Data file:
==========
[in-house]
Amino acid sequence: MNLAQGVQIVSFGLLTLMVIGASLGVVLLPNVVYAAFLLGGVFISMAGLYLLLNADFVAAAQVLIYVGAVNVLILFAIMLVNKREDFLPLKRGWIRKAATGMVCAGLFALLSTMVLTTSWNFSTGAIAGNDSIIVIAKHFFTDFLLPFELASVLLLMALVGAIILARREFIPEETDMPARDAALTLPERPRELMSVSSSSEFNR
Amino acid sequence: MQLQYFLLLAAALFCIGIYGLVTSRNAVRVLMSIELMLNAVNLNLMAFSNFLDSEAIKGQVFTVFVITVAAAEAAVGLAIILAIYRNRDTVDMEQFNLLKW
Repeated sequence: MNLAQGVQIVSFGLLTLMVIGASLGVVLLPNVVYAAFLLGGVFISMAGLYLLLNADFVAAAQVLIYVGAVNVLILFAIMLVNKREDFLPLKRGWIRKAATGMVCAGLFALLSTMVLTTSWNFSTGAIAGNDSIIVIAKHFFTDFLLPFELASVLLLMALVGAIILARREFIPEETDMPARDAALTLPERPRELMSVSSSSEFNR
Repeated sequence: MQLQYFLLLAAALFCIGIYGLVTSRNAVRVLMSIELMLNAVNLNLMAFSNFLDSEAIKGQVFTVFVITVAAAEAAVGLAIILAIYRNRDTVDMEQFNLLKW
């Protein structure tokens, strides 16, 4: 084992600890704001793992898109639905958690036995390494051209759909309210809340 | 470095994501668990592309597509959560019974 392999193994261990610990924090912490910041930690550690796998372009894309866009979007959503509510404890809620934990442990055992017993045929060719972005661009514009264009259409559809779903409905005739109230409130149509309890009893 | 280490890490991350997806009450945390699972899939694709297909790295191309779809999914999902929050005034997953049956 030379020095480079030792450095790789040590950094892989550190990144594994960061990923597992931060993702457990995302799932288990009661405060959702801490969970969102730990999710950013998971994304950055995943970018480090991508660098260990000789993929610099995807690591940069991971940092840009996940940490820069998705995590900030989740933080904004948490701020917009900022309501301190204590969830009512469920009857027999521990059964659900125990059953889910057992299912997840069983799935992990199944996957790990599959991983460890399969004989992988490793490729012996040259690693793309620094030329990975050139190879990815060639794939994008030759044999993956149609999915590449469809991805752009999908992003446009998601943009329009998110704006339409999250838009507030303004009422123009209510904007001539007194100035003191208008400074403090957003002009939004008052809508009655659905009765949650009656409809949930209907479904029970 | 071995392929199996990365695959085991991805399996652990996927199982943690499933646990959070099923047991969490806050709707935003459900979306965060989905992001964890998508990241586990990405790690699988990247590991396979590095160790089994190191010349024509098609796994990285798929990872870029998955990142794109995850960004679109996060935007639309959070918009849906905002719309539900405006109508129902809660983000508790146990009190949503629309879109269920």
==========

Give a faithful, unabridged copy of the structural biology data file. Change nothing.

[in-house]
Amino acid sequence: MNLAQGVQIVSFGLLTLMVIGASLGVVLLPNVVYAAFLLGGVFISMAGLYLLLNADFVAAAQVLIYVGAVNVLILFAIMLVNKREDFLPLKRGWIRKAATGMVCAGLFALLSTMVLTTSWNFSTGAIAGNDSIIVIAKHFFTDFLLPFELASVLLLMALVGAIILARREFIPEETDMPARDAALTLPERPRELMSVSSSSEFNR
Amino acid sequence: MQLQYFLLLAAALFCIGIYGLVTSRNAVRVLMSIELMLNAVNLNLMAFSNFLDSEAIKGQVFTVFVITVAAAEAAVGLAIILAIYRNRDTVDMEQFNLLKW
Repeated sequence: MNLAQGVQIVSFGLLTLMVIGASLGVVLLPNVVYAAFLLGGVFISMAGLYLLLNADFVAAAQVLIYVGAVNVLILFAIMLVNKREDFLPLKRGWIRKAATGMVCAGLFALLSTMVLTTSWNFSTGAIAGNDSIIVIAKHFFTDFLLPFELASVLLLMALVGAIILARREFIPEETDMPARDAALTLPERPRELMSVSSSSEFNR
Repeated sequence: MQLQYFLLLAAALFCIGIYGLVTSRNAVRVLMSIELMLNAVNLNLMAFSNFLDSEAIKGQVFTVFVITVAAAEAAVGLAIILAIYRNRDTVDMEQFNLLKW
């Protein structure tokens, strides 16, 4: 084992600890704001793992898109639905958690036995390494051209759909309210809340 | 470095994501668990592309597509959560019974 392999193994261990610990924090912490910041930690550690796998372009894309866009979007959503509510404890809620934990442990055992017993045929060719972005661009514009264009259409559809779903409905005739109230409130149509309890009893 | 280490890490991350997806009450945390699972899939694709297909790295191309779809999914999902929050005034997953049956 030379020095480079030792450095790789040590950094892989550190990144594994960061990923597992931060993702457990995302799932288990009661405060959702801490969970969102730990999710950013998971994304950055995943970018480090991508660098260990000789993929610099995807690591940069991971940092840009996940940490820069998705995590900030989740933080904004948490701020917009900022309501301190204590969830009512469920009857027999521990059964659900125990059953889910057992299912997840069983799935992990199944996957790990599959991983460890399969004989992988490793490729012996040259690693793309620094030329990975050139190879990815060639794939994008030759044999993956149609999915590449469809991805752009999908992003446009998601943009329009998110704006339409999250838009507030303004009422123009209510904007001539007194100035003191208008400074403090957003002009939004008052809508009655659905009765949650009656409809949930209907479904029970 | 071995392929199996990365695959085991991805399996652990996927199982943690499933646990959070099923047991969490806050709707935003459900979306965060989905992001964890998508990241586990990405790690699988990247590991396979590095160790089994190191010349024509098609796994990285798929990872870029998955990142794109995850960004679109996060935007639309959070918009849906905002719309539900405006109508129902809660983000508790146990009190949503629309879109269920």